Almost 40% of local election officials surveyed report threats or abuse, says a new report

A survey of local election officials across the U.S. found that 38% report experiencing “threats, harassment or abuse” and 54% are concerned about the safety of their colleagues, according to a report released Wednesday by the Brennan Center for Justice.

The survey of more than 925 local election officials in February and March also found 62% are concerned about political leaders’ attempting to interfere with how election officials do their jobs.

Thirteen percent of the local officials who responded said they are “concerned about facing pressure to certify results in favor of a specific candidate or party.”

“Election officials are adjusting to ensure workers and voters are safe. The numbers around threats, harassment and interference remain unacceptably high, but election officials aren’t being passive in the face of this hostile environment. They are investing in security trainings, increasing physical and cybersecurity measures, and building stronger networks with emergency management services,” said Lawrence Norden, senior director of elections and government at the Brennan Center, part of the New York University School of Law.

NBC News has reported on growing security threats facing election workers as the November presidential election approaches. Many local jurisdictions have said they need more money for more security and more training about what to do should a threat to the safety of election workers arise.

Hanging over the election workers are false claims spread after the 2020 election by former President Donald Trump and his supporters, who insist the election was “stolen” from Trump because of election workers who manipulated the results.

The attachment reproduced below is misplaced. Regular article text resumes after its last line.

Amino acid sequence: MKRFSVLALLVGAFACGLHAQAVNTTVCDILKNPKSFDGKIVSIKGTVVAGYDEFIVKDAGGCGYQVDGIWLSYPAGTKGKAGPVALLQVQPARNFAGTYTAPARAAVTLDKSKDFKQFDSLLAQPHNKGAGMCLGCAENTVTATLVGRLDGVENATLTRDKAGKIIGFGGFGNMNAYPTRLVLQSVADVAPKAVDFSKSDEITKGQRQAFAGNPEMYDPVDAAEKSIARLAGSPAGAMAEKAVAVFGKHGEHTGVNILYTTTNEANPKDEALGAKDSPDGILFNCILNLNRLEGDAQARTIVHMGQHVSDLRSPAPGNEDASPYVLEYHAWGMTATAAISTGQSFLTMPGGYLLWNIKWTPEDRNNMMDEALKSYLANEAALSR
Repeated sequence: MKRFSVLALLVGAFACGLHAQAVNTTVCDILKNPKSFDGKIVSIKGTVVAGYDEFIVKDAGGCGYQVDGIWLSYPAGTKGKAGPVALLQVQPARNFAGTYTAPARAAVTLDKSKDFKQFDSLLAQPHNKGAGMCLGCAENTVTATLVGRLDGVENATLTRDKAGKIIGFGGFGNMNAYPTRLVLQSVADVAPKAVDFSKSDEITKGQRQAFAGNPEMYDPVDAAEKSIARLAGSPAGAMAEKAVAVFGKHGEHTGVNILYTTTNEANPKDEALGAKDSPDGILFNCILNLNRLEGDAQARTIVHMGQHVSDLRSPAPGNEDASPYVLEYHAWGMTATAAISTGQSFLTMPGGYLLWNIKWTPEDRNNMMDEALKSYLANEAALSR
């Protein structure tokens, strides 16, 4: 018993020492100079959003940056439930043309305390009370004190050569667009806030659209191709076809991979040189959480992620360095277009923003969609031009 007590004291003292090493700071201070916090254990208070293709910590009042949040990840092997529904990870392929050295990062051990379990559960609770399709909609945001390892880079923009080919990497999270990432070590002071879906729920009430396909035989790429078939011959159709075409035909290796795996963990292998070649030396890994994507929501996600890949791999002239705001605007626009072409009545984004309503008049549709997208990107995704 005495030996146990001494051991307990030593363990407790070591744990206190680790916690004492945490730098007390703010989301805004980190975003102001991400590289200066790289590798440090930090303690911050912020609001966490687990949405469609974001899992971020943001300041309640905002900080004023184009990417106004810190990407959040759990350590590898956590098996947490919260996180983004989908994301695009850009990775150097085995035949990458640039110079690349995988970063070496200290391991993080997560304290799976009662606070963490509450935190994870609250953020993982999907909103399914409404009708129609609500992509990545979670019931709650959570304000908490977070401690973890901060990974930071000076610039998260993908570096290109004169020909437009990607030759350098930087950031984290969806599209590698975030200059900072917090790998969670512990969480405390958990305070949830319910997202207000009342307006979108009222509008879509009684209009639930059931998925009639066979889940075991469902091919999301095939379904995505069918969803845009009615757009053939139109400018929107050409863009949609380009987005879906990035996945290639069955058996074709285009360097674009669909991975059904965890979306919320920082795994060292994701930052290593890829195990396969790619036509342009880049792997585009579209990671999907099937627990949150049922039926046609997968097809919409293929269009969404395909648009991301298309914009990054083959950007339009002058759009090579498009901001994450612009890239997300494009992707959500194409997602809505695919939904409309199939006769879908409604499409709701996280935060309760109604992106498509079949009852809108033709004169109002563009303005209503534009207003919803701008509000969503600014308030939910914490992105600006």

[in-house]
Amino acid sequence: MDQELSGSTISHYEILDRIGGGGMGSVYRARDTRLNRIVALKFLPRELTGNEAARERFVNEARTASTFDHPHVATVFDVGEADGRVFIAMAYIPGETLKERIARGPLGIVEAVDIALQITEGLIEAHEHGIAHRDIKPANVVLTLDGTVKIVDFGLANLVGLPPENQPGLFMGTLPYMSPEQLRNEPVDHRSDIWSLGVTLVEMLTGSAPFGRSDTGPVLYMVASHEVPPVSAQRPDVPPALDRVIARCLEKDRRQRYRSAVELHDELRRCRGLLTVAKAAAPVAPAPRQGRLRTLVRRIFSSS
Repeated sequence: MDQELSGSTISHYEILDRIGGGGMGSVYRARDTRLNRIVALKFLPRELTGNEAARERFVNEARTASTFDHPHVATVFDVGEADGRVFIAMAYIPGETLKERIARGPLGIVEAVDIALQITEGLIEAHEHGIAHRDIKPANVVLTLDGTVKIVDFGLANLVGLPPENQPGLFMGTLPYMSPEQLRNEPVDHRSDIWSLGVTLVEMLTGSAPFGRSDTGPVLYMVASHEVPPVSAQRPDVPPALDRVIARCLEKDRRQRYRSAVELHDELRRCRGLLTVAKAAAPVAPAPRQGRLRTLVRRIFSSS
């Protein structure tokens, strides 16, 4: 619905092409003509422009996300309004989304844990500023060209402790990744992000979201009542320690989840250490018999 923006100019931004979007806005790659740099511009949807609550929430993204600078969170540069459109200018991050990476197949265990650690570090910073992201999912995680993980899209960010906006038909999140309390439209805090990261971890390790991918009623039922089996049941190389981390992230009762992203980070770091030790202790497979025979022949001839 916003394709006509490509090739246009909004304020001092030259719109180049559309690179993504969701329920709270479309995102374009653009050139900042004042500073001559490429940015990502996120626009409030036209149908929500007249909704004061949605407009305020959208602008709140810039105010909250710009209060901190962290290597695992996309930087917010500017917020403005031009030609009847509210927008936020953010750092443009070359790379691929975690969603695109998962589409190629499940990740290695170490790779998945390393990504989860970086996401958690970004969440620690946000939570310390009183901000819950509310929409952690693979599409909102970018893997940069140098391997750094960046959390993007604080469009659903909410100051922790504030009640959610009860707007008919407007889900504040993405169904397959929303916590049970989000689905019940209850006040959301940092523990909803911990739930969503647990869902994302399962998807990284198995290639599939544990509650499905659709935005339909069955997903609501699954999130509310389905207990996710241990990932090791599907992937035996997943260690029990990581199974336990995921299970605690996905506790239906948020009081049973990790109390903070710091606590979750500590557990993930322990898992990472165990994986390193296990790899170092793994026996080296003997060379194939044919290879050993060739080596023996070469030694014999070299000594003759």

Trump has recently told supporters at his rallies that votes go missing or end up thrown on the floor in areas like Philadelphia.

Omar Sabir, chair of the city commission that runs Philadelphia’s elections, received a threatening voicemail and email. “We have insiders that will be snitching this time around and violators will be sent to federal prison,” the email said.

Sabir and others have said federal government should do more to keep local officials safe.

Four out of 5 respondents in the Brennan Center survey said their budgets need to grow to keep up with their administration and security needs.

Turnover is another top concern for officials, as many are fighting to find new hires amid high dropout rates due to retirement and security concerns.

One in 5 are unlikely to continue to serve in the 2026 midterms, and 27% know of colleagues who have left their jobs because of concerns about safety.